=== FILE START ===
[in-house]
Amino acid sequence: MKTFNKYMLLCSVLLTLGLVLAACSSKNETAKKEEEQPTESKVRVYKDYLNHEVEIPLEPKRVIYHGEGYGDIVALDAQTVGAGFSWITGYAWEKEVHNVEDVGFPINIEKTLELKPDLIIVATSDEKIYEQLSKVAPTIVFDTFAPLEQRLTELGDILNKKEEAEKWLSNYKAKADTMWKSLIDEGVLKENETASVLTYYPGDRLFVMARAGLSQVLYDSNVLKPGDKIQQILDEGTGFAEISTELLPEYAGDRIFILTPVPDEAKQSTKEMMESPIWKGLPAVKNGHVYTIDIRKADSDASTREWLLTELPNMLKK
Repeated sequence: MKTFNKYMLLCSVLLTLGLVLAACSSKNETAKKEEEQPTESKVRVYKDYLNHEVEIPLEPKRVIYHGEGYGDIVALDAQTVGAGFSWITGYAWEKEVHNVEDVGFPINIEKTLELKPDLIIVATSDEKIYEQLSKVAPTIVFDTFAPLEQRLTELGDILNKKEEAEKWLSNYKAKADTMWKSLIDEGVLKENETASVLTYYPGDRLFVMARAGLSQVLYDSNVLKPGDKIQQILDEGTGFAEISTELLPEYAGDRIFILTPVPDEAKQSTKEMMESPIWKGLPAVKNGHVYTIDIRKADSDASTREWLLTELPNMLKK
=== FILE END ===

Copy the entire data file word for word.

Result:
[in-house]
Amino acid sequence: MKTFNKYMLLCSVLLTLGLVLAACSSKNETAKKEEEQPTESKVRVYKDYLNHEVEIPLEPKRVIYHGEGYGDIVALDAQTVGAGFSWITGYAWEKEVHNVEDVGFPINIEKTLELKPDLIIVATSDEKIYEQLSKVAPTIVFDTFAPLEQRLTELGDILNKKEEAEKWLSNYKAKADTMWKSLIDEGVLKENETASVLTYYPGDRLFVMARAGLSQVLYDSNVLKPGDKIQQILDEGTGFAEISTELLPEYAGDRIFILTPVPDEAKQSTKEMMESPIWKGLPAVKNGHVYTIDIRKADSDASTREWLLTELPNMLKK
Repeated sequence: MKTFNKYMLLCSVLLTLGLVLAACSSKNETAKKEEEQPTESKVRVYKDYLNHEVEIPLEPKRVIYHGEGYGDIVALDAQTVGAGFSWITGYAWEKEVHNVEDVGFPINIEKTLELKPDLIIVATSDEKIYEQLSKVAPTIVFDTFAPLEQRLTELGDILNKKEEAEKWLSNYKAKADTMWKSLIDEGVLKENETASVLTYYPGDRLFVMARAGLSQVLYDSNVLKPGDKIQQILDEGTGFAEISTELLPEYAGDRIFILTPVPDEAKQSTKEMMESPIWKGLPAVKNGHVYTIDIRKADSDASTREWLLTELPNMLKK